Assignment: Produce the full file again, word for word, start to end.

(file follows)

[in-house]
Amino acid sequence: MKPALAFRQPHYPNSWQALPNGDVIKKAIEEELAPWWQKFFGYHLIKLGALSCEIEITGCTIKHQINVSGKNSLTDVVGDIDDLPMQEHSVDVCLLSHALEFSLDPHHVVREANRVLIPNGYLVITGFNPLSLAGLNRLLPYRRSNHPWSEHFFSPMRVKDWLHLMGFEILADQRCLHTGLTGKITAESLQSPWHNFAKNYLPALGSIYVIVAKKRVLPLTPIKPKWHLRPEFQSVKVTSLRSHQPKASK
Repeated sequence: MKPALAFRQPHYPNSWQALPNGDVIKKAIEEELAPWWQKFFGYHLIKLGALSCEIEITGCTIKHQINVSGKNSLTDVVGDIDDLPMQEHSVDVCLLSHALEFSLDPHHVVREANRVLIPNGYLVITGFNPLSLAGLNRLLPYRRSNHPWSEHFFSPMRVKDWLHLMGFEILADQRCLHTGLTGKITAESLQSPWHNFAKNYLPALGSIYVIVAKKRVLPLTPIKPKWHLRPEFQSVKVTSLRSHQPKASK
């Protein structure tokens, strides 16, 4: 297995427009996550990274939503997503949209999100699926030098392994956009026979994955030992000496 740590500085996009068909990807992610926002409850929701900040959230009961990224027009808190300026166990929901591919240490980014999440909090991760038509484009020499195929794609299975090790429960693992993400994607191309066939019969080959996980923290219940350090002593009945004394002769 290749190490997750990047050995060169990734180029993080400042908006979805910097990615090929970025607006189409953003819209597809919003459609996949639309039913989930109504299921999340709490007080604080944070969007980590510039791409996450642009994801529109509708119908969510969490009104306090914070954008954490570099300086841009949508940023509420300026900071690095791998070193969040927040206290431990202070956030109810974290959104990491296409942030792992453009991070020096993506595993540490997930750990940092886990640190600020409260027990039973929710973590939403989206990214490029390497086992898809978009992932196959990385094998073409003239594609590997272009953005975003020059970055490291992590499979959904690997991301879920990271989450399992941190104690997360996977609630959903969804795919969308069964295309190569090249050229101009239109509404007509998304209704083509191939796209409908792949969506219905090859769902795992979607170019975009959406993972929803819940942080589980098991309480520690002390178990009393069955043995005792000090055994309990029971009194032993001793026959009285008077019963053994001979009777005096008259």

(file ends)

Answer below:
[in-house]
Amino acid sequence: MKPALAFRQPHYPNSWQALPNGDVIKKAIEEELAPWWQKFFGYHLIKLGALSCEIEITGCTIKHQINVSGKNSLTDVVGDIDDLPMQEHSVDVCLLSHALEFSLDPHHVVREANRVLIPNGYLVITGFNPLSLAGLNRLLPYRRSNHPWSEHFFSPMRVKDWLHLMGFEILADQRCLHTGLTGKITAESLQSPWHNFAKNYLPALGSIYVIVAKKRVLPLTPIKPKWHLRPEFQSVKVTSLRSHQPKASK
Repeated sequence: MKPALAFRQPHYPNSWQALPNGDVIKKAIEEELAPWWQKFFGYHLIKLGALSCEIEITGCTIKHQINVSGKNSLTDVVGDIDDLPMQEHSVDVCLLSHALEFSLDPHHVVREANRVLIPNGYLVITGFNPLSLAGLNRLLPYRRSNHPWSEHFFSPMRVKDWLHLMGFEILADQRCLHTGLTGKITAESLQSPWHNFAKNYLPALGSIYVIVAKKRVLPLTPIKPKWHLRPEFQSVKVTSLRSHQPKASK
């Protein structure tokens, strides 16, 4: 297995427009996550990274939503997503949209999100699926030098392994956009026979994955030992000496 740590500085996009068909990807992610926002409850929701900040959230009961990224027009808190300026166990929901591919240490980014999440909090991760038509484009020499195929794609299975090790429960693992993400994607191309066939019969080959996980923290219940350090002593009945004394002769 290749190490997750990047050995060169990734180029993080400042908006979805910097990615090929970025607006189409953003819209597809919003459609996949639309039913989930109504299921999340709490007080604080944070969007980590510039791409996450642009994801529109509708119908969510969490009104306090914070954008954490570099300086841009949508940023509420300026900071690095791998070193969040927040206290431990202070956030109810974290959104990491296409942030792992453009991070020096993506595993540490997930750990940092886990640190600020409260027990039973929710973590939403989206990214490029390497086992898809978009992932196959990385094998073409003239594609590997272009953005975003020059970055490291992590499979959904690997991301879920990271989450399992941190104690997360996977609630959903969804795919969308069964295309190569090249050229101009239109509404007509998304209704083509191939796209409908792949969506219905090859769902795992979607170019975009959406993972929803819940942080589980098991309480520690002390178990009393069955043995005792000090055994309990029971009194032993001793026959009285008077019963053994001979009777005096008259």